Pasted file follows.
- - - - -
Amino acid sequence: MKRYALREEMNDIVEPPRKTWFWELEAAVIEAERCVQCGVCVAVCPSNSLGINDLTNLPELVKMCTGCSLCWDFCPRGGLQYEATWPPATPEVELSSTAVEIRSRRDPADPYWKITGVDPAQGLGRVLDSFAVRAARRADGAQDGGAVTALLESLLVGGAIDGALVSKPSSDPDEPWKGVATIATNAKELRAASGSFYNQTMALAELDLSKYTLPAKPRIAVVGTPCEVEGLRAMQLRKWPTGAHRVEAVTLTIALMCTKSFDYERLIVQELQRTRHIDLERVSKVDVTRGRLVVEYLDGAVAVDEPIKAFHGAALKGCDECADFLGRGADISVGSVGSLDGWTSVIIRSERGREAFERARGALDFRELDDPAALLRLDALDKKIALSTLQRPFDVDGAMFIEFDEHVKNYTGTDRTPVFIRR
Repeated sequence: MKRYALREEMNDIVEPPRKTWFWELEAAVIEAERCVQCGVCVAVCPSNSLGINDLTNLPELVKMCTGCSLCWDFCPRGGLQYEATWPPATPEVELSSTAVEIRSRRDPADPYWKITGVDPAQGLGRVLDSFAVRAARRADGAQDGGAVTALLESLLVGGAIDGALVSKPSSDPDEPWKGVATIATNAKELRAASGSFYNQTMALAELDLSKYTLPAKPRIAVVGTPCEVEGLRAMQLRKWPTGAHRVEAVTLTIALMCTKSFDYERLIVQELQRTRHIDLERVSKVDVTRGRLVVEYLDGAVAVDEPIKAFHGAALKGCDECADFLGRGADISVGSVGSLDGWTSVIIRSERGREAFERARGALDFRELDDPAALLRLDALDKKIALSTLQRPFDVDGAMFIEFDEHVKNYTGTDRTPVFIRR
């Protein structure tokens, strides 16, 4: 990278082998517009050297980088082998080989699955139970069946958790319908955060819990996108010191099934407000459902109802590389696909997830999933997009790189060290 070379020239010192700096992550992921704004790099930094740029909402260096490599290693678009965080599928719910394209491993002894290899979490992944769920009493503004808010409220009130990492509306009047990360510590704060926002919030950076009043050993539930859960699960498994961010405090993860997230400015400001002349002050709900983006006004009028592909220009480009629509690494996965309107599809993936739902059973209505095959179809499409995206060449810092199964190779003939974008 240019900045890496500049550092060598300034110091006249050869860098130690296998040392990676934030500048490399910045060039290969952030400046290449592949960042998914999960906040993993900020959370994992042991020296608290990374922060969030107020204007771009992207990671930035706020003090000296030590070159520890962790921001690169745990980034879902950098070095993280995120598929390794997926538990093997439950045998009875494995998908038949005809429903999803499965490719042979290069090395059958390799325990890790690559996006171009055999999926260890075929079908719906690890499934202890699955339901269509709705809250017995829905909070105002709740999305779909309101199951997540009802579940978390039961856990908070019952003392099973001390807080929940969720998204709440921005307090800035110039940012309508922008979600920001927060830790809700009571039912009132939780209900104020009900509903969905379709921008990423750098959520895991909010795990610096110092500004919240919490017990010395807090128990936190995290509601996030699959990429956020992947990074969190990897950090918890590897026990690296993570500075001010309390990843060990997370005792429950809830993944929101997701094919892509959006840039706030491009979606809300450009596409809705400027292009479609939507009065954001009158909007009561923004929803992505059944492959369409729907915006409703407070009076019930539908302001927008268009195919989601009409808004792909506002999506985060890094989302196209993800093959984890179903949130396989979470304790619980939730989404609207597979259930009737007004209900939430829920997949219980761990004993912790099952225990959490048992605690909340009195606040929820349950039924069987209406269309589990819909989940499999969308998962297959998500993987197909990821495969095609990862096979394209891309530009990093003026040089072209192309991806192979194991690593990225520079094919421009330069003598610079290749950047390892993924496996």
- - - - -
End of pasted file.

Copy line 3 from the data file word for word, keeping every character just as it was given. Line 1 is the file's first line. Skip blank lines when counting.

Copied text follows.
């Protein structure tokens, strides 16, 4: 990278082998517009050297980088082998080989699955139970069946958790319908955060819990996108010191099934407000459902109802590389696909997830999933997009790189060290 070379020239010192700096992550992921704004790099930094740029909402260096490599290693678009965080599928719910394209491993002894290899979490992944769920009493503004808010409220009130990492509306009047990360510590704060926002919030950076009043050993539930859960699960498994961010405090993860997230400015400001002349002050709900983006006004009028592909220009480009629509690494996965309107599809993936739902059973209505095959179809499409995206060449810092199964190779003939974008 240019900045890496500049550092060598300034110091006249050869860098130690296998040392990676934030500048490399910045060039290969952030400046290449592949960042998914999960906040993993900020959370994992042991020296608290990374922060969030107020204007771009992207990671930035706020003090000296030590070159520890962790921001690169745990980034879902950098070095993280995120598929390794997926538990093997439950045998009875494995998908038949005809429903999803499965490719042979290069090395059958390799325990890790690559996006171009055999999926260890075929079908719906690890499934202890699955339901269509709705809250017995829905909070105002709740999305779909309101199951997540009802579940978390039961856990908070019952003392099973001390807080929940969720998204709440921005307090800035110039940012309508922008979600920001927060830790809700009571039912009132939780209900104020009900509903969905379709921008990423750098959520895991909010795990610096110092500004919240919490017990010395807090128990936190995290509601996030699959990429956020992947990074969190990897950090918890590897026990690296993570500075001010309390990843060990997370005792429950809830993944929101997701094919892509959006840039706030491009979606809300450009596409809705400027292009479609939507009065954001009158909007009561923004929803992505059944492959369409729907915006409703407070009076019930539908302001927008268009195919989601009409808004792909506002999506985060890094989302196209993800093959984890179903949130396989979470304790619980939730989404609207597979259930009737007004209900939430829920997949219980761990004993912790099952225990959490048992605690909340009195606040929820349950039924069987209406269309589990819909989940499999969308998962297959998500993987197909990821495969095609990862096979394209891309530009990093003026040089072209192309991806192979194991690593990225520079094919421009330069003598610079290749950047390892993924496996």